Following up from part one talking about Max’s tumour, the biggest challenge for us with him was trying to keep the incision spot dry. That’s not an easy thing to do while it’s winter in Edmonton and there’s about 20cm of snow on the ground.
The 12 days following his surgery seemed like 12 months. He couldn’t go for long walks or back to daycare until his stitches were out. While it was amazing to see him return to his normal active self the day after surgery, it definitely meant that he was going to get bored and annoying (to me) very quickly. He also was not a fan of having to go on a leash to go out in the backyard because we needed to prevent him from running into the snowbank to do his business.
The following Friday after his surgery, I took him back to the vet for a check up and to get his stitches out. I also had not heard anything regarding the results of surgery and if I needed to brace for bad news. Enough to say that those 12 days were filled with anxiety and worry of not knowing.
When the vet tech brought him back after removing his stitches (he had healed exceptionally well), she said the vet wanted to speak with me about his results. I started to sweat and my mind went to a very awful place.
When she sat down and spoke with me, she told me that it was a mast cell tumour and that it was a level 2. Immediately, I thought she was going to tell me he required more surgery and radiation. My head began to spin.
Then, she told me that it was a very low grade level two and that the lab results from the wide margins taken came back clean. The tumour had been removed successfully and he was cancer free. I started to cry. There are no words to describe the ultimate relief I had in that moment. While she said there’s always a chance of it returning, she said that will be very unlikely in his case. I’ve never been so happy from a drive home from the vet in my entire life.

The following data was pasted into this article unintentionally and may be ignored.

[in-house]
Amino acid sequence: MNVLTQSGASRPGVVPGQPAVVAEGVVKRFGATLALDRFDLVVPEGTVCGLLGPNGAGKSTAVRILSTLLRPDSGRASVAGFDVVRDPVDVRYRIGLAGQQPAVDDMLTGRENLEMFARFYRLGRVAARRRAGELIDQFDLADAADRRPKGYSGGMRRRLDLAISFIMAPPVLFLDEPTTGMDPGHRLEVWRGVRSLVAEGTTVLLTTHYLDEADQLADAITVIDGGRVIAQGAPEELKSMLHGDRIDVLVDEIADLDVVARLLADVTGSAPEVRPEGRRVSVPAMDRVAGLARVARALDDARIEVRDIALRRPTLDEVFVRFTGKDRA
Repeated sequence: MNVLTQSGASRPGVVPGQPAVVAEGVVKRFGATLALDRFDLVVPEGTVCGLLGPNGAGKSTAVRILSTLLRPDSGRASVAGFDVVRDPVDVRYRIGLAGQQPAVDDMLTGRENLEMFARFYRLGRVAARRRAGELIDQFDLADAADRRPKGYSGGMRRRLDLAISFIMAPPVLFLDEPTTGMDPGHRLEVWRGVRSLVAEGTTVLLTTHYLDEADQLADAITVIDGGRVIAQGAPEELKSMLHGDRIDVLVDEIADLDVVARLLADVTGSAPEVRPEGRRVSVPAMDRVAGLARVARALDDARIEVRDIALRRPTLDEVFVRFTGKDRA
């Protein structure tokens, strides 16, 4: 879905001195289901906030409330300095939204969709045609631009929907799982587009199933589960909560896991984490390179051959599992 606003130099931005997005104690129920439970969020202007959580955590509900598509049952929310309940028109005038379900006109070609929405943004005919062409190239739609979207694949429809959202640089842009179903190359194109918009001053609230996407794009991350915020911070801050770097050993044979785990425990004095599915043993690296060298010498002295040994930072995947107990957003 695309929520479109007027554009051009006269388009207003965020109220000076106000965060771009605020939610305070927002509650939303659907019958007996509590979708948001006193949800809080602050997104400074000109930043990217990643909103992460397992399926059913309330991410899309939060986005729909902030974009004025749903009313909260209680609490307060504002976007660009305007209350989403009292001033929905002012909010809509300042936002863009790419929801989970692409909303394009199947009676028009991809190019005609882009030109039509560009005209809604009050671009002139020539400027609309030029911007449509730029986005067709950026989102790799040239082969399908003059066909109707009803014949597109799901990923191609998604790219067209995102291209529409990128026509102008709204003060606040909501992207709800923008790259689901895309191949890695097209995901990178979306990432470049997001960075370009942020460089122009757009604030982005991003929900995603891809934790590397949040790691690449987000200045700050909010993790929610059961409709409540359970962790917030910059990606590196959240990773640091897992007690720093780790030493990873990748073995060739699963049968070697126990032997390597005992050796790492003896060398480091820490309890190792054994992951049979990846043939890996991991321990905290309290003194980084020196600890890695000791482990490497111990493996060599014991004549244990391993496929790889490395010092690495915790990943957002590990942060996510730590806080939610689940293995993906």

One big factor that I truly believe contributed his tumour being such a low grade and not spreading was because of his diet.
Prior to his surgery, I researched the role that diet plays in mast cells and cancer in dogs. And not shocking, it plays a huge role.
One of the biggest things mast cells feed off of and thrive off of his grains and sugars. That’s why one of the things I found when I looked up different holistic options was eliminating all grains and starchy carbohydrates from his diet. Nutrition for your pets matters, so make sure you know what you are feeding your dogs.
Thankfully, all of my dogs had been transitioned over to a raw diet, so really the biggest thing I did was change up his treat options. Instead of treats with any sort of grain or wheat in them, he strictly gets dehydrated meat such as chicken breast, lamb lungs and trachea, rabbit ears and kangaroo liver. I’ve also started to add in supplements such as turmeric and coconut oil as both has been shown to help reduce inflammation and fight off cancer cells.
In the end, you are not going to be able to prevent things happening to your pets (or yourself). The advice I will give to pet owners out there is check your pets and if you see something that doesn’t look right, do not wait to get it looked at. You never know if a lump is something more than just a lump.
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